If you don’t speak your students’ language you have two options 1) “Get by” or 2) “Get Fluent!”
You can “get by” with just gestures, picture cards etc. But … it will cause many, many misunderstandings and your students will not nearly progress as far.
Or the alternative is to “Get fluent.”
You already have a goal (the phrases you need to use in class) and the motivation (to make you a better teacher!) so if you are in country for more than 2 months, now is the time to take the bull by the horns and get fluent yourself! 🙂
Here’s how we’ll do it …
I’m going to start another series of posts on Getting Fluent Quickly just like I did with the Start your own school
Don’t worry, I’ll also tie in each one to some super teaching tips to really help with your classes.
Some things I hope to cover:
- Setting Goals
- Getting the mind set right
- “Cheating” tips the pros use
- Unknown advantages of getting fluent
- Common “myths” about getting fluent (e.g. the time it takes or what age is “best”- it’s probably not what you think!)
- Maybe a few interviews
Plus of course I’m sure lots of other things will crop up along the way.
So the first thing to get out of the way is…
What’s your definition of “fluent”?
As most of you know, I spend most of the year travelling and working in many different countries. My world is a world of language learners, people who have learnt a language in order to do something amazing in a different culture. It’s the means to an end, not the end in itself.
So, unlike the rest of the blog, this particular series will be written from modern *learners* point of view, not an academic or teaching point of view.
Hence the definition we’ll use is modern learner’s definition as being *practically* fluent i.e.
You can conduct your professional and private life without spoken language being a hinderance at all.
You can understand just about all of what goes on around you and you can express anything you wish in the target language.
Does that sound cool?
It doesn’t mean knowing *everything* in the foreign language. It means knowing what is important to *you*.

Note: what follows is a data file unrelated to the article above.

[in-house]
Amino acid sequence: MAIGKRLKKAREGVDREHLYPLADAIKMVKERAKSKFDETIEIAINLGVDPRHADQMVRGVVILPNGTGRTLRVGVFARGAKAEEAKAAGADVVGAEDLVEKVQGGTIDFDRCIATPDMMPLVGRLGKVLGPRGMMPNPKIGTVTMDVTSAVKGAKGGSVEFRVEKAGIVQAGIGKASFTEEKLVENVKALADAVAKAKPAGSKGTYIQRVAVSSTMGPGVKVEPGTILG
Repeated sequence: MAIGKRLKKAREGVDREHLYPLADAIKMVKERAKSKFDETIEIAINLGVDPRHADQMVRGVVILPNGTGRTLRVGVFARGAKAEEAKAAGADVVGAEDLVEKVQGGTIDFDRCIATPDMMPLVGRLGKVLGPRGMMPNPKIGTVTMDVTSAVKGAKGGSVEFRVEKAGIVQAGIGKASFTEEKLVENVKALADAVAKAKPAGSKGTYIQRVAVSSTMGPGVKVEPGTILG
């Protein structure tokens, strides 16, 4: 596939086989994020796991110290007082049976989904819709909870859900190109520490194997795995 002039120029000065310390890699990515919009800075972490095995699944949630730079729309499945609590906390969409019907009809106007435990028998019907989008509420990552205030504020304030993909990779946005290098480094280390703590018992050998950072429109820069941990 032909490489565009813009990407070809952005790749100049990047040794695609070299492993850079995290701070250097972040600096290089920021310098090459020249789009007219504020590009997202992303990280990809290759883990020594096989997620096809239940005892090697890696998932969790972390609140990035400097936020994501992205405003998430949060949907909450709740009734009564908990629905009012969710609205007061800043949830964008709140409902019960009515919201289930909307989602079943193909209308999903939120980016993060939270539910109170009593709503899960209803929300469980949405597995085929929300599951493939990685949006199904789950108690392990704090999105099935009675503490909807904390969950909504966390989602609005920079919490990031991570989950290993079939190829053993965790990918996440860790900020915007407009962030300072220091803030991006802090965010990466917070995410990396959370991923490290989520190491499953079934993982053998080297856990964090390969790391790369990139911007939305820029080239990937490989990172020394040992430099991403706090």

At Uni I could chat all day in French about Quantum Mechanics or open heart surgery (long story!) but ask me about 17th century philosophy in French and I’d have no idea!!!
But then again, I’ve got no idea about 17th century philosophy in English! 🙂
( It also doesn’t mean being perfect. Dude, just look at all the mistakes in this post, but I think you can say I’m just about a fluent English speaker. 😉 )
This isn’t “cheating”, it’s being smart.
You only have 70-80 years on the planet and there are waaaayy more difficult things we have to learn than languages.
So if you find yourself constantly not having enough time, this will help you enormously.
How long does it take?
This is the sort of level of fluency that you can achieve in just a few months.
Yep months, not years or decades. If you work smart! 🙂
(Ninja Tip: Notice no use of the word “study” or work “hard” in there 🙂 )
Don’t believe me?
Tim Ferriss shows how it takes 3 months.
Benny Lewis has done many languages in 3 months each.
Michel Thomas said 3 days.
And I see people literally everyday who have done this.
(Ninja Tip 2: If you want to add in writing, add an extra few months, depending on the language. Using the tools I’ll show in the series I was basically fluent in Japanese in 3 -4 months, but the kanji took another 9!!)
If you wanna join the cool kids’ club, we’d love to have you come along for the ride! 🙂
P.S. Ninja Teaching Tip: How does this definition of fluency fit in with your curriculum and lesson plans? Or maybe you have a different goal in mind? Does each part of each lesson help the kids progress towards this goal? Are there any ways you could trim or change your lessons to get there more quickly?
P.S. If you have any questions or things you’d like to see covered in this series, do let me know in the comments. Similarly if you think I’m wasting time doing this and want me to just get back to the teaching stuff, do let me know in the comments too! 🙂